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Add an iCloud photo gallery to your app with MTICloudPhotoGallery library

Edit: 29 Jan 2013, I’ve lost several months of time arguing with the Apple Review Team about this type of using iCloud for storing photos and it seems they were not convinced that iCloud can be used for storage of data from developers. So, if you are following this post, please re-consider the whole dev guideline document from the Apple Dev Center, and use the code cautiously. 

As I previously mentioned on TCM I wrote a nice little library to add photo publishing to iCloud last month when I was finishing “Fun Photo Booth”. Thanks to the chapter “Beginning iCloud” in “iOS 5 by Tutorials” by my co-author Cesare it was quite easy to enable iCloud support, but of course there were also some quirks to work on. As this is also my first post for iDevBlogADay I thought it’d be nice if I package the iCloud library and provide it freely as a download and also walk you through how to use it in your own app.

Library structure

There are 3 different tiers in the library and you can choose which one to use depending on how much customization you need. If you use the top tier only you can add opening and saving images from iCloud with just about 10 lines of Objective-C code (which is always cool). Then you can decided to use the lower level classes also and you can further customize everything from the look to the code itself. Let’s have a look:

At the top you have 2 classes : MTICloudOpenImageButton and MTCloudSaveImageButton – these two classes inherit UIButton and are drop in UI elements you can just add to your interface and have ready interaction with iCloud. In the middle tier you have MTICloudImagesController – this is the controller class you can call to open and save images to iCloud and to check for iCloud availability. At the very bottom you have MTICloudFileOpenViewController – this is a UIViewController class which you can present modally to show the user the images saved to their iCloud.

So as you can see it all goes from top to bottom and you can just plug your code whenever you want in the chain. I’ll show you examples how to use all of the classes.

Enabling your app for iCloud

So to build and test an application enabled for iCloud you’ll need to have an Apple iOS Developer Account and a test device. iCloud is not enabled on the Simulator, so you won’t be able to follow through if you don’t have a developer account. So provided you do, follow this link to an excellent iCloud tutorial by Cesare and scroll down to the “Enabling iCloud in your app” section. Follow the instructions on how to create an iCloud enabled App Bundle ID and when you finish with the setup continue with “Using the ready iCloud buttons” section below.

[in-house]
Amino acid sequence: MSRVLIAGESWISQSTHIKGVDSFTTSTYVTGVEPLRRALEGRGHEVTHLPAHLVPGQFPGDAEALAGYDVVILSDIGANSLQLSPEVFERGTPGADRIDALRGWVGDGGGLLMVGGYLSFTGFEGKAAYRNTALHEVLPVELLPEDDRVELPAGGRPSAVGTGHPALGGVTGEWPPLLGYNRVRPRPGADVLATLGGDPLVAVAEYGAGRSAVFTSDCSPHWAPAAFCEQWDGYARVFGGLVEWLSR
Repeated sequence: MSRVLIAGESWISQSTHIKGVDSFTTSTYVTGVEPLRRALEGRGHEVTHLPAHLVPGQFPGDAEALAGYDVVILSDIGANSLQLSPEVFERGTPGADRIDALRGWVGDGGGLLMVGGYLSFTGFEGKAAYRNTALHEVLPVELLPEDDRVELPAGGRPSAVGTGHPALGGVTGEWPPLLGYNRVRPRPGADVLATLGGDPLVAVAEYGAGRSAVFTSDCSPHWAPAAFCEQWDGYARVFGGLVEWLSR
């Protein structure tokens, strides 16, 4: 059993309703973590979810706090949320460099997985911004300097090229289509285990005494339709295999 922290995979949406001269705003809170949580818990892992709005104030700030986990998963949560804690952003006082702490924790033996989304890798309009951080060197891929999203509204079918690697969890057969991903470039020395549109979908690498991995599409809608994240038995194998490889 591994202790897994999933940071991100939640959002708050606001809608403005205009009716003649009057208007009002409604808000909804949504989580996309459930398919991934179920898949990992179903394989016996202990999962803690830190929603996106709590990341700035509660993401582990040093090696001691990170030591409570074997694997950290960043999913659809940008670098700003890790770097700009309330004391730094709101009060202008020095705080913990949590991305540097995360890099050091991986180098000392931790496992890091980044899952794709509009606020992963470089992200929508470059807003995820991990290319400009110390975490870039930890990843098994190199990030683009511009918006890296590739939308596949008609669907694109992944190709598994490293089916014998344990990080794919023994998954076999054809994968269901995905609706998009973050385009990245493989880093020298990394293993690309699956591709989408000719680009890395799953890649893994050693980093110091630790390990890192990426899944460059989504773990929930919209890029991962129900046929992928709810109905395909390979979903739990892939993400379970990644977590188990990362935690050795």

“Enabling iCloud in your app” by Cesare

Using the ready iCloud buttons

First showcase will be using the ready made iCloud buttons. Download the demo application for this article and we’ll go through the code to oversee the whole process: Demo App.

Now… we need to do one thing before going to the code. If you followed correctly Cesare’s instructions you have created a new iCloud enabled Bundle App ID. Copy this ID and open the “iCloudPhotoGallery-Info.plist” in the demo app. Find the row saying “Bundle Identifier” and replace the value on the right with your own Bundle ID. Done.

Inside the view controller’s header file “MTViewController.h” you’ll see the import that adds the library to the class (this is a one-shot include, it just imports all the classes):

and also two protocols to the class definition:

the first you probably know – handles the camera view controller events and the second protocol defines the methods necessary to handle saving an image to iCloud (defined by my library’s protocol, look it up).

Open up the implementation file. Inside viewDidLoad is all the code needed to add the buttons for opening and saving images to iCloud. The open image button:

As you see creating the open image button is pretty simple – you supply it a position and a block to handle the selected image. In the case of the demo app the selected image is loaded up in a UIImageView. If image is nil – it means the user cancelled the open dialogue, and if error is different than nil than of course there has been some kind of error.

Saving an image to iCloud is similar – we add the button to the view and when tapped we call saveImage:withDelagate: to save the image to iCloud. You can skim down the code which is pretty standard and handles taking photos with the camera. At the very bottom you will find the method required by the MTICloudImagesControllerSaveDelegate protocol: -(void)savedToICloud:(NSError*)error. It just shows a message in the demo app, but you can implement your own logic in your app.

That’s about all the code you need! Connect an iPhone or an iPod to your computer and run the project on the device. Here’s how the app screen looks like:

Note how the buttons flow a bit – this is because I’m calling the -(void)animate method when I add them to the view. You can omit that if you don’t like the floating effect.